Complete guide to resigning during a probation period

Beginning a new job is exciting, but it can also come with some anxiety and uncertainty. Employers also take a risk when they hire someone new, so they may choose to start an employee on a probation period. Consider this a trial run for both the employee and the company; the company can test out an employee’s skills and assess their work ethic, whilst they can decide whether this role and environment is right for them. If an employee decides during the probation period that they do not want to continue employment with the company, it is absolutely acceptable to resign, but there’s a few key protocols to keep in mind.  

What is a probation period? 

Some employers may choose to hire an employee on the preface of a probation period, in which they assess the suitability of the employee, and whether they possess the necessary skills and knowledge for the role. Probation periods can be for a fixed period of time (three to six months, or even one year), at the discretion of the employer. Alternatively, an employee may indefinitely be described as “on probation”. If an employee fails to perform at a satisfactory level, the employer may choose to terminate their employment during their probation period. 

What employee entitlements are awarded on probation?

During the probation period, employees are entitled to the same rights as other full-time or part-time employees, of which are outlined within the National Employment Standards. As a result, an employee on probation is always entitled to accrue and access their paid leave entitlements, such as annual leave and sick leave. If an employee fails to pass their probation period, they are still entitled to receiving notice when their employment ends, and must have all of their annual leave paid out. 

Can I leave a job during my probation period? 

Remember, a probation period is a trial for both an employee and the company! If the employee feels like the role is not for them, or they were offered alternate employment, it is perfectly acceptable to quit during the probation period. If an employee wishes to do so, they are still required to give their employer notice of resignation, unless stated otherwise in their employment contract.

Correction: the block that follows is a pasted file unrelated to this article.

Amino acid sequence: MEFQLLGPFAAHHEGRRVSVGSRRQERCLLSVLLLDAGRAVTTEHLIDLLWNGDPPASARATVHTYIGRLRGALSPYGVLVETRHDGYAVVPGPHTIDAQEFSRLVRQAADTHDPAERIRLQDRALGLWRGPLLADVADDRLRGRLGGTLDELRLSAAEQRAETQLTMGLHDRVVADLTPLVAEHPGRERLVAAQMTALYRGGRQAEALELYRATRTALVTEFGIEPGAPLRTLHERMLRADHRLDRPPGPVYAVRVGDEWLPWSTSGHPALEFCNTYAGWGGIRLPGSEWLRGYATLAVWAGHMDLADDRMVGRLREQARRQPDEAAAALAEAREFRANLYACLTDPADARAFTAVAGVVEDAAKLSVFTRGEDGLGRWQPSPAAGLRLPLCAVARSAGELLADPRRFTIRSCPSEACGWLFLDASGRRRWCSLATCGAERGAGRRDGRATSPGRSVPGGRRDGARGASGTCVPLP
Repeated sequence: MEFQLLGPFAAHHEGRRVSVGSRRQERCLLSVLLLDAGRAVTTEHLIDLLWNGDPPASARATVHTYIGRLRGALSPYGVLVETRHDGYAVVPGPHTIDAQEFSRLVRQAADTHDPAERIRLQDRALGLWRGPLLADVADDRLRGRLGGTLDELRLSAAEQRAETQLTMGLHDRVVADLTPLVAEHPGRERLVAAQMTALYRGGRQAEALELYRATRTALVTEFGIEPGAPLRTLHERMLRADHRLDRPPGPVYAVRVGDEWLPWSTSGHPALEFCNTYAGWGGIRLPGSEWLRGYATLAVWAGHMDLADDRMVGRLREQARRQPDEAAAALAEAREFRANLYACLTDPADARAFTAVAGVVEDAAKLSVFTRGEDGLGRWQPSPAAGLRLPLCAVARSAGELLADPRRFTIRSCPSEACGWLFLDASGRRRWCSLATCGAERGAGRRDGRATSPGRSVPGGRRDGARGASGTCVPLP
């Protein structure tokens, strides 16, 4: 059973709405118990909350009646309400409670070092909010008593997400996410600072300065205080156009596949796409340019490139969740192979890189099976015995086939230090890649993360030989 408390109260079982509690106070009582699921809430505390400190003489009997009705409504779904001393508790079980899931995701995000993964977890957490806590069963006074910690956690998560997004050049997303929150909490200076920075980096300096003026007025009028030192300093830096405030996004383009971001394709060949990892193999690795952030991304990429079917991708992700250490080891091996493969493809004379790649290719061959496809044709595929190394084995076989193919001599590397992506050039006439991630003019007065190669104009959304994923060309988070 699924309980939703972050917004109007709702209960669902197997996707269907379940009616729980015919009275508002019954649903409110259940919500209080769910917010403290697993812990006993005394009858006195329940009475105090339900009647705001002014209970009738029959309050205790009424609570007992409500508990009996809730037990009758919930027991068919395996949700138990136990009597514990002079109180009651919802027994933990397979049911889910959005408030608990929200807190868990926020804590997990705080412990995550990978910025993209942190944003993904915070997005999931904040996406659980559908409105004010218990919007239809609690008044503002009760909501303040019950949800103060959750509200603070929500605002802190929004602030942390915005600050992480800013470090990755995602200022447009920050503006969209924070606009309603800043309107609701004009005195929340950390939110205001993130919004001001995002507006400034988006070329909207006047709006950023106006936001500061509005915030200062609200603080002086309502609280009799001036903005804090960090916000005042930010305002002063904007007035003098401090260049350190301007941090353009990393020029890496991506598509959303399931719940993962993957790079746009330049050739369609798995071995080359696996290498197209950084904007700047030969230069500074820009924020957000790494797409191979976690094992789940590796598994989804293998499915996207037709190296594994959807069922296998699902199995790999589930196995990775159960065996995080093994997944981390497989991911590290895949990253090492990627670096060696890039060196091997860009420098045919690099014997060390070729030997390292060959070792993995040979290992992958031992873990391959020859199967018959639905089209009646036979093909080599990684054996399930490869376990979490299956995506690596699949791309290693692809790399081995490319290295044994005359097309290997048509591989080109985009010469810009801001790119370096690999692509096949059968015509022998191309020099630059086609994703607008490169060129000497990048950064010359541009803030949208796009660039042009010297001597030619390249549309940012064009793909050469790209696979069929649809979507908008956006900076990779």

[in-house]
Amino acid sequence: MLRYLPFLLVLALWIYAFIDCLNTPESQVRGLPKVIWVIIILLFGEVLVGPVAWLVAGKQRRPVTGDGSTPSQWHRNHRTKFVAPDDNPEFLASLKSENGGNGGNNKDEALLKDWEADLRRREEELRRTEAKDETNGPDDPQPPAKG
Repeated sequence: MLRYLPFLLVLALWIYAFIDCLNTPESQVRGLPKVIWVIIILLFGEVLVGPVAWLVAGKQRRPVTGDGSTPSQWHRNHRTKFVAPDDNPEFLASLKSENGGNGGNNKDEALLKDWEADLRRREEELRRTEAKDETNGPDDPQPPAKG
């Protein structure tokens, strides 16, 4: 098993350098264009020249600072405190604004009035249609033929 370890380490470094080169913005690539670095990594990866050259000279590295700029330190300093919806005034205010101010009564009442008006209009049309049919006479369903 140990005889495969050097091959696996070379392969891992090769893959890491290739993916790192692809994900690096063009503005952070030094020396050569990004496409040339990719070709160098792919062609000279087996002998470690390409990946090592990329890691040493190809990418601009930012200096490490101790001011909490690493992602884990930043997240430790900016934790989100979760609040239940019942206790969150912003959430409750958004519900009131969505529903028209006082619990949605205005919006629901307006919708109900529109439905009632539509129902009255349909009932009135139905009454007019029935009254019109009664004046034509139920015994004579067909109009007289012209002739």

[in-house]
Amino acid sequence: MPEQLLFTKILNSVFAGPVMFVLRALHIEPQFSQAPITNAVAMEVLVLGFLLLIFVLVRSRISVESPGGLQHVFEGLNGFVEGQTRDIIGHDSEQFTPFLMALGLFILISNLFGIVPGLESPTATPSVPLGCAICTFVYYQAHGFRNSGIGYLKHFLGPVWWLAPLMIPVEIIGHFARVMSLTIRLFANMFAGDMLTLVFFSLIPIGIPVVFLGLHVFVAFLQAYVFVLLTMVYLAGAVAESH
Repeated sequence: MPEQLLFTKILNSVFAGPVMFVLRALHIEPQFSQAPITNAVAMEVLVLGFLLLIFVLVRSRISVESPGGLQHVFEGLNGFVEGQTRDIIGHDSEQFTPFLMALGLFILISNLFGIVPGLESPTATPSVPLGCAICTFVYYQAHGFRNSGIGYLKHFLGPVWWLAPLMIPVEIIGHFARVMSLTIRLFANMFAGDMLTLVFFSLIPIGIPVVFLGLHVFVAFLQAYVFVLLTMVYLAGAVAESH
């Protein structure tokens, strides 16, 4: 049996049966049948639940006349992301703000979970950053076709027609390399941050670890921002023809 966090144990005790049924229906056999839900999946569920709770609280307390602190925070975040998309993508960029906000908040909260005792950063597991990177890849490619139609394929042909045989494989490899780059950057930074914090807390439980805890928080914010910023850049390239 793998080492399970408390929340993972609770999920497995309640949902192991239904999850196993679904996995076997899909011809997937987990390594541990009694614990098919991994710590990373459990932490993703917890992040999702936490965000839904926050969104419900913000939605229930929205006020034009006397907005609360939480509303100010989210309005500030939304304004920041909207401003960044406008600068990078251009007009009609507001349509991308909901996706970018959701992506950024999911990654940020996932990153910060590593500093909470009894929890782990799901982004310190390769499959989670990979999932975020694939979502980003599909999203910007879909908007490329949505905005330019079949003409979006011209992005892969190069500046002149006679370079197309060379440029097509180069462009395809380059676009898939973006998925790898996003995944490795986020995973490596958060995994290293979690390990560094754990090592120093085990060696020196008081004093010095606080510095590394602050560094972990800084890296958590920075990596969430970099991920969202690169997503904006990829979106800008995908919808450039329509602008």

If an employee fails to provide notice of their resignation, the relevant modern award that applies to the employer’s organisation entitles them to withhold either up to one weeks wages, or the equivalent amount that the employee would have otherwise earned if they provided notice in the stipulated time period. 

On the other hand, if an employer wishes to terminate an employee’s employment within their probation period, they are also required to provide notice of the termination in advance. In some cases, employers may request that the employee leaves the company immediately, and instead offers “payment in lieu of notice” as compensation. 

What is payment in lieu of notice? 

A payment in lieu of notice is a sum of money received when employment is terminated and the employee is to finish immediately. 

There are various reasons as to why an employee may be provided with a payment in lieu of notice, such as: 

  • Employees that stay on for the next two to four weeks after being terminated may be detrimental to an organisation, any form or sabotage towards the organisation may occur, e.g., poaching of clients or release of confidential information towards competitors.
  • If an employee is not fulfilling a role to an organisation’s satisfaction, a payment in lieu of notice may be given out in order for them to be replaced immediately. 
  • If a position has been terminated and there is insufficient work for them to fulfil their specified role, a payment of lieu of notice may be provided (usually occurs with roles being made redundant). 

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Legal advice 

It is completely acceptable for an employee to resign during their probation period for whatever reason, but notice must be given. If you are still unsure about anything to do with probation periods, including employee entitlements and resignation options, our sister company, Legal Kitz, is here to help! You can request a free 30-minute consultation with our experienced and highly qualified team via our website now.

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